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    ABSTRACT: A comparison between the temperatures within imploding acoustic cavitation bubbles and the extent of sonoluminescence (SL) quenching by C(1)-C(5) aliphatic alcohols in 1-ethyl-3-methylimidazolium ethylsulfate ([EMIM][EtSO(4)], a well known imidazolium based room temperature ionic liquid (RTIL)), has been made at an ultrasound frequency of 213kHz. The temperatures obtained ranged from 3500±200K, in neat [EMIM][EtSO(4)], to about 3200±200K in RTIL-alcohol containing solutions. It was also found that the SL intensity decreased with increasing concentration (up to 1M) of the alcohols to a greater extent compared with the relative changes to the bubble temperatures. Both the extent of the reduction in the bubble temperatures and the SL quenching were much smaller than those obtained in comparable aqueous solutions containing aliphatic alcohols. Possible reasons for the differences in the observed trends between water/alcohol and [EMIM][EtSO(4)]/alcohol systems under sonication at 213kHz are discussed.
    Ultrasonics Sonochemistry 06/2012; 20(1):47-51. · 3.52 Impact Factor
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    ABSTRACT: The use of atomic force microscopy to measure and understand the interactions between deformable colloids - particularly bubbles and drops - has grown to prominence over the last decade. Insight into surface and structural forces, hydrodynamic drainage and coalescence events has been obtained, aiding in the understanding of emulsions, foams and other soft matter systems. This article provides information on experimental techniques and considerations unique to performing such measurements. The theoretical modelling frameworks which have proven crucial to quantitative analysis are presented briefly, along with a summary of the most significant results from drop and bubble AFM measurements. The advantages and limitations of such measurements are noted in the context of other experimental force measurement techniques.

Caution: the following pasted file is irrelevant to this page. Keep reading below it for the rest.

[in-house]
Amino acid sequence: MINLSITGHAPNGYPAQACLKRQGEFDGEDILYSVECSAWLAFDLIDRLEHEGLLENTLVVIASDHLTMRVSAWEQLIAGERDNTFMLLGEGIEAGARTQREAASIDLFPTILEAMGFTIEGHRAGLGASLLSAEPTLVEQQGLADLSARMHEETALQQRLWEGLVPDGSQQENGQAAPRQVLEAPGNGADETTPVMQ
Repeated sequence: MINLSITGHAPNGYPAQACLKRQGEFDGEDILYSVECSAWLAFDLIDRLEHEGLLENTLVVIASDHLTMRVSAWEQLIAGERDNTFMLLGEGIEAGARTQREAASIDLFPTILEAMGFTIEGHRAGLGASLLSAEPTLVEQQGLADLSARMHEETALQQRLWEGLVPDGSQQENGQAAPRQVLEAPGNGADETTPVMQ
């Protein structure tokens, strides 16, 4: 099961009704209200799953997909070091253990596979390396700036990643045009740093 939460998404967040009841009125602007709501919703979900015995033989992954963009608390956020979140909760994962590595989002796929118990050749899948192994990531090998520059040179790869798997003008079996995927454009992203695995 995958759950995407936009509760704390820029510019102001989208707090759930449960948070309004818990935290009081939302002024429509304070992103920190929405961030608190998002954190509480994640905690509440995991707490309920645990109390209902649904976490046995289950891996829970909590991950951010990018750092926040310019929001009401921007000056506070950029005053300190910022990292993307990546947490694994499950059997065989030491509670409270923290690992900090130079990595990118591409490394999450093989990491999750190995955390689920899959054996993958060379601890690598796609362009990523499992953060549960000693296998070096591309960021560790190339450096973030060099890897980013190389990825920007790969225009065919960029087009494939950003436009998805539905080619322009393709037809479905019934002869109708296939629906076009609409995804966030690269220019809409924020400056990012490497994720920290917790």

Journal of Colloid and Interface Science 04/2012; 371(1):1-14. · 3.55 Impact Factor
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    ABSTRACT: A systematic study of collisions between surfactant-free organic drops in aqueous electrolyte solutions reveals the threshold at which continuum models provide a complete description of thin-film interactions. For collision velocities above ~1 μm/s, continuum models of hydrodynamics and surface forces provide a complete description of the interaction, despite the absence of surfactant. This includes accurate prediction of coalescence at high salt concentration (500 mM). In electrolyte solutions at intermediate salt concentration (50 mM), drop-drop collisions at lower velocity (<1 μm) or extended time of forced drop-drop interaction exhibit a strong pull-off force of systematically varying magnitude. The observations have implications on the effects of ion-specificity and time-dependence in drop-drop interactions where kinetic stability is marginal.
    Langmuir 03/2012; 28(9):4259-66. · 4.38 Impact Factor
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    ABSTRACT: Polymeric stabilizers are used in a broad range of processes and products, from pharmaceuticals and engine lubricants to formulated foods and shampoos. In rigid particulate systems, the stabilization mechanism is attributed to the repulsive force that arises from the compression of the polymer coating or "steric brush" on the interacting particles. This mechanism has dictated polymer design and selection for more than thirty years. Here we show, through direct measurement of the repulsive interactions between immobilized drops with adsorbed polymers layers in aqueous electrolyte solutions, that the interaction is a result of both steric stabilization and drop deformation. Drops driven together at slow collision speeds, where hydrodynamic drainage effects are negligible, show a strong dependence on drop deformation instead of brush compression. When drops are driven together at higher collision speeds where hydrodynamic drainage affects the interaction force, simple continuum modeling suggests that the film drainage is sensitive to flow through the polymer brush. These data suggest, for drop sizes where drop deformation is appreciable, that the stability of emulsion drops is less sensitive to the molecular weight or size of the adsorbed polymer layer than for rigid particulate systems.